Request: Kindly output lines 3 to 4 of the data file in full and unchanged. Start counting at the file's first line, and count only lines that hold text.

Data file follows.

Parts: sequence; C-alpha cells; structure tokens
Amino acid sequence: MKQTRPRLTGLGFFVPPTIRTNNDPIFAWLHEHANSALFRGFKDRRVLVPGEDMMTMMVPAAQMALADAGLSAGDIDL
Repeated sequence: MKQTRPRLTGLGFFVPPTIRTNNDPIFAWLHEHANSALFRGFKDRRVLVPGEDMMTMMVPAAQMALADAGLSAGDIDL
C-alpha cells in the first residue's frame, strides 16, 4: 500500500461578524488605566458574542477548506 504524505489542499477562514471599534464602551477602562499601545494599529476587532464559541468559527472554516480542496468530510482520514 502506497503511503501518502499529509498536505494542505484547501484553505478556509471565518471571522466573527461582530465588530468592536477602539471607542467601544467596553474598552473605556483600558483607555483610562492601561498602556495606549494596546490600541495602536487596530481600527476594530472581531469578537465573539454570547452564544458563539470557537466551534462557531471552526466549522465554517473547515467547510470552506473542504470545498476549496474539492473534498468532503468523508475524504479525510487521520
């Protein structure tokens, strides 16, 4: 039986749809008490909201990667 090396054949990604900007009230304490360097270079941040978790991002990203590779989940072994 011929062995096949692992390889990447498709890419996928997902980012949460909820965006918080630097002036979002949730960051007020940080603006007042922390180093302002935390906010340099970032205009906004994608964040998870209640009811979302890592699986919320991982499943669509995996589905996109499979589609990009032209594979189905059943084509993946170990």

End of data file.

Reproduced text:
Repeated sequence: MKQTRPRLTGLGFFVPPTIRTNNDPIFAWLHEHANSALFRGFKDRRVLVPGEDMMTMMVPAAQMALADAGLSAGDIDL
C-alpha cells in the first residue's frame, strides 16, 4: 500500500461578524488605566458574542477548506 504524505489542499477562514471599534464602551477602562499601545494599529476587532464559541468559527472554516480542496468530510482520514 502506497503511503501518502499529509498536505494542505484547501484553505478556509471565518471571522466573527461582530465588530468592536477602539471607542467601544467596553474598552473605556483600558483607555483610562492601561498602556495606549494596546490600541495602536487596530481600527476594530472581531469578537465573539454570547452564544458563539470557537466551534462557531471552526466549522465554517473547515467547510470552506473542504470545498476549496474539492473534498468532503468523508475524504479525510487521520